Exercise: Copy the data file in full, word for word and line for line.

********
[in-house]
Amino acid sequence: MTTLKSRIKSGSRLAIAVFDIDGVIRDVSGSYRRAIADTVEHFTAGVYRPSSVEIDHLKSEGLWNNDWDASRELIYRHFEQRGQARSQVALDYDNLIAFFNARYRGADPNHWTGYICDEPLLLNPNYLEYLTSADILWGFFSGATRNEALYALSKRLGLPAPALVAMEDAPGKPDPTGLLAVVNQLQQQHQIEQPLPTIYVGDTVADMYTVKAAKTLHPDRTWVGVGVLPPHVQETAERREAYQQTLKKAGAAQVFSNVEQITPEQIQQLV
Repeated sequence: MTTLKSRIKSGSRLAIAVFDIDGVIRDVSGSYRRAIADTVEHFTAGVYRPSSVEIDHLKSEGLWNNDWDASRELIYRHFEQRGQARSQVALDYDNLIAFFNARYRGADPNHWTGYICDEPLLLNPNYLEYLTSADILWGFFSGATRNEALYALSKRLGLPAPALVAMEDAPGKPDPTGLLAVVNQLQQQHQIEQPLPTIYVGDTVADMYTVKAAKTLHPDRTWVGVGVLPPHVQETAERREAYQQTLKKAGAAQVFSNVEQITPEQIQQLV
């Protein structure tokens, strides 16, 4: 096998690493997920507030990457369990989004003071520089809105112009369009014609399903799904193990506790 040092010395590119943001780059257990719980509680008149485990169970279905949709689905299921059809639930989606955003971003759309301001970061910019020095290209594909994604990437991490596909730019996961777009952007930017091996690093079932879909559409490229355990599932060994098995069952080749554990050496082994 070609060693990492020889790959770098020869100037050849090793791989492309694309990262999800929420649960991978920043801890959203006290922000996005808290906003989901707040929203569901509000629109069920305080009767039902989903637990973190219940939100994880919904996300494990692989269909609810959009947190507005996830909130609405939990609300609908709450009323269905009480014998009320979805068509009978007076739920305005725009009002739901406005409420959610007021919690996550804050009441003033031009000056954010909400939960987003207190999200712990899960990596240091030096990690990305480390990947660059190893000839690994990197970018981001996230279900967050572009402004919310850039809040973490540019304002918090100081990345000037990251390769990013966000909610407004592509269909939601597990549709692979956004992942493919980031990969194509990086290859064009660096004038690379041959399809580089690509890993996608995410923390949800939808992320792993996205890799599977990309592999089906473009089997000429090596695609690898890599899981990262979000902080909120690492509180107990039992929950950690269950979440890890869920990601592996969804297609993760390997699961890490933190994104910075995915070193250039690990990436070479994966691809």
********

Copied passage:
[in-house]
Amino acid sequence: MTTLKSRIKSGSRLAIAVFDIDGVIRDVSGSYRRAIADTVEHFTAGVYRPSSVEIDHLKSEGLWNNDWDASRELIYRHFEQRGQARSQVALDYDNLIAFFNARYRGADPNHWTGYICDEPLLLNPNYLEYLTSADILWGFFSGATRNEALYALSKRLGLPAPALVAMEDAPGKPDPTGLLAVVNQLQQQHQIEQPLPTIYVGDTVADMYTVKAAKTLHPDRTWVGVGVLPPHVQETAERREAYQQTLKKAGAAQVFSNVEQITPEQIQQLV
Repeated sequence: MTTLKSRIKSGSRLAIAVFDIDGVIRDVSGSYRRAIADTVEHFTAGVYRPSSVEIDHLKSEGLWNNDWDASRELIYRHFEQRGQARSQVALDYDNLIAFFNARYRGADPNHWTGYICDEPLLLNPNYLEYLTSADILWGFFSGATRNEALYALSKRLGLPAPALVAMEDAPGKPDPTGLLAVVNQLQQQHQIEQPLPTIYVGDTVADMYTVKAAKTLHPDRTWVGVGVLPPHVQETAERREAYQQTLKKAGAAQVFSNVEQITPEQIQQLV
């Protein structure tokens, strides 16, 4: 096998690493997920507030990457369990989004003071520089809105112009369009014609399903799904193990506790 040092010395590119943001780059257990719980509680008149485990169970279905949709689905299921059809639930989606955003971003759309301001970061910019020095290209594909994604990437991490596909730019996961777009952007930017091996690093079932879909559409490229355990599932060994098995069952080749554990050496082994 070609060693990492020889790959770098020869100037050849090793791989492309694309990262999800929420649960991978920043801890959203006290922000996005808290906003989901707040929203569901509000629109069920305080009767039902989903637990973190219940939100994880919904996300494990692989269909609810959009947190507005996830909130609405939990609300609908709450009323269905009480014998009320979805068509009978007076739920305005725009009002739901406005409420959610007021919690996550804050009441003033031009000056954010909400939960987003207190999200712990899960990596240091030096990690990305480390990947660059190893000839690994990197970018981001996230279900967050572009402004919310850039809040973490540019304002918090100081990345000037990251390769990013966000909610407004592509269909939601597990549709692979956004992942493919980031990969194509990086290859064009660096004038690379041959399809580089690509890993996608995410923390949800939808992320792993996205890799599977990309592999089906473009089997000429090596695609690898890599899981990262979000902080909120690492509180107990039992929950950690269950979440890890869920990601592996969804297609993760390997699961890490933190994104910075995915070193250039690990990436070479994966691809």